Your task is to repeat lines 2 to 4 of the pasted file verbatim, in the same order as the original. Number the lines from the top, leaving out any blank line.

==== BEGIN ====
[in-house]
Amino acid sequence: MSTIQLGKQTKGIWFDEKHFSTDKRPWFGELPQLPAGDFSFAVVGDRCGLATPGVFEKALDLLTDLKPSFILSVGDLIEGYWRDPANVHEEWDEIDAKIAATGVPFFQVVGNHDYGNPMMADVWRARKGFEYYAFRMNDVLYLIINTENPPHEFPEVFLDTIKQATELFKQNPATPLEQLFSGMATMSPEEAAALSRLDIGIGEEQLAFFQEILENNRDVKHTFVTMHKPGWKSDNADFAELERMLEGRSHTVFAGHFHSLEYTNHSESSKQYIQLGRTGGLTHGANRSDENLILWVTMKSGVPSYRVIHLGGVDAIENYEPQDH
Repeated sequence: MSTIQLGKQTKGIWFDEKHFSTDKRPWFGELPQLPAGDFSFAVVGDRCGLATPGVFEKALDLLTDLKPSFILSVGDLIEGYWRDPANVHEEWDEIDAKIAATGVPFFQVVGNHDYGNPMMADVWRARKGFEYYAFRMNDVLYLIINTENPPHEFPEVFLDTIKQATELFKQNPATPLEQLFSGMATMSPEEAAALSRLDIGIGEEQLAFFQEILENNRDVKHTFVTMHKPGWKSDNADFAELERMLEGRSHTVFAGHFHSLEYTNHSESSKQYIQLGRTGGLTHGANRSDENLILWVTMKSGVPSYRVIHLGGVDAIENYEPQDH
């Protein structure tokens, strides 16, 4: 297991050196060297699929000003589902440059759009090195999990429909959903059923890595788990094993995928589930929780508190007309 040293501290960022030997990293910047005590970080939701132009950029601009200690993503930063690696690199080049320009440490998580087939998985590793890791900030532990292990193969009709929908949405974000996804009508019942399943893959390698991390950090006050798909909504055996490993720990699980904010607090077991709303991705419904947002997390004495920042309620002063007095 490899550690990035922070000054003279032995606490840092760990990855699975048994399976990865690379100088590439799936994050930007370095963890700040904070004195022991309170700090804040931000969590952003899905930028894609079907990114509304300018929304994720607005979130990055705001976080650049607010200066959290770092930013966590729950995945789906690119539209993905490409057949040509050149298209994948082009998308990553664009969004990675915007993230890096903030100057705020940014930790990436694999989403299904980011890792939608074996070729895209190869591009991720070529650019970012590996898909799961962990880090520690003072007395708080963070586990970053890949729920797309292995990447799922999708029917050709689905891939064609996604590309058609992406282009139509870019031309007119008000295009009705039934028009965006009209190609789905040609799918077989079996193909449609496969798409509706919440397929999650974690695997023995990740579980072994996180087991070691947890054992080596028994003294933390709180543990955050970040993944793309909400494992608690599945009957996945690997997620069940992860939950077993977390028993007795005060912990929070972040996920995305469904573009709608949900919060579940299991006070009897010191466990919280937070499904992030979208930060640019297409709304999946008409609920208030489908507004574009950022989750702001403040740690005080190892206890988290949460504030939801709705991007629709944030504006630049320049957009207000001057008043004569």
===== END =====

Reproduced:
Amino acid sequence: MSTIQLGKQTKGIWFDEKHFSTDKRPWFGELPQLPAGDFSFAVVGDRCGLATPGVFEKALDLLTDLKPSFILSVGDLIEGYWRDPANVHEEWDEIDAKIAATGVPFFQVVGNHDYGNPMMADVWRARKGFEYYAFRMNDVLYLIINTENPPHEFPEVFLDTIKQATELFKQNPATPLEQLFSGMATMSPEEAAALSRLDIGIGEEQLAFFQEILENNRDVKHTFVTMHKPGWKSDNADFAELERMLEGRSHTVFAGHFHSLEYTNHSESSKQYIQLGRTGGLTHGANRSDENLILWVTMKSGVPSYRVIHLGGVDAIENYEPQDH
Repeated sequence: MSTIQLGKQTKGIWFDEKHFSTDKRPWFGELPQLPAGDFSFAVVGDRCGLATPGVFEKALDLLTDLKPSFILSVGDLIEGYWRDPANVHEEWDEIDAKIAATGVPFFQVVGNHDYGNPMMADVWRARKGFEYYAFRMNDVLYLIINTENPPHEFPEVFLDTIKQATELFKQNPATPLEQLFSGMATMSPEEAAALSRLDIGIGEEQLAFFQEILENNRDVKHTFVTMHKPGWKSDNADFAELERMLEGRSHTVFAGHFHSLEYTNHSESSKQYIQLGRTGGLTHGANRSDENLILWVTMKSGVPSYRVIHLGGVDAIENYEPQDH
């Protein structure tokens, strides 16, 4: 297991050196060297699929000003589902440059759009090195999990429909959903059923890595788990094993995928589930929780508190007309 040293501290960022030997990293910047005590970080939701132009950029601009200690993503930063690696690199080049320009440490998580087939998985590793890791900030532990292990193969009709929908949405974000996804009508019942399943893959390698991390950090006050798909909504055996490993720990699980904010607090077991709303991705419904947002997390004495920042309620002063007095 490899550690990035922070000054003279032995606490840092760990990855699975048994399976990865690379100088590439799936994050930007370095963890700040904070004195022991309170700090804040931000969590952003899905930028894609079907990114509304300018929304994720607005979130990055705001976080650049607010200066959290770092930013966590729950995945789906690119539209993905490409057949040509050149298209994948082009998308990553664009969004990675915007993230890096903030100057705020940014930790990436694999989403299904980011890792939608074996070729895209190869591009991720070529650019970012590996898909799961962990880090520690003072007395708080963070586990970053890949729920797309292995990447799922999708029917050709689905891939064609996604590309058609992406282009139509870019031309007119008000295009009705039934028009965006009209190609789905040609799918077989079996193909449609496969798409509706919440397929999650974690695997023995990740579980072994996180087991070691947890054992080596028994003294933390709180543990955050970040993944793309909400494992608690599945009957996945690997997620069940992860939950077993977390028993007795005060912990929070972040996920995305469904573009709608949900919060579940299991006070009897010191466990919280937070499904992030979208930060640019297409709304999946008409609920208030489908507004574009950022989750702001403040740690005080190892206890988290949460504030939801709705991007629709944030504006630049320049957009207000001057008043004569």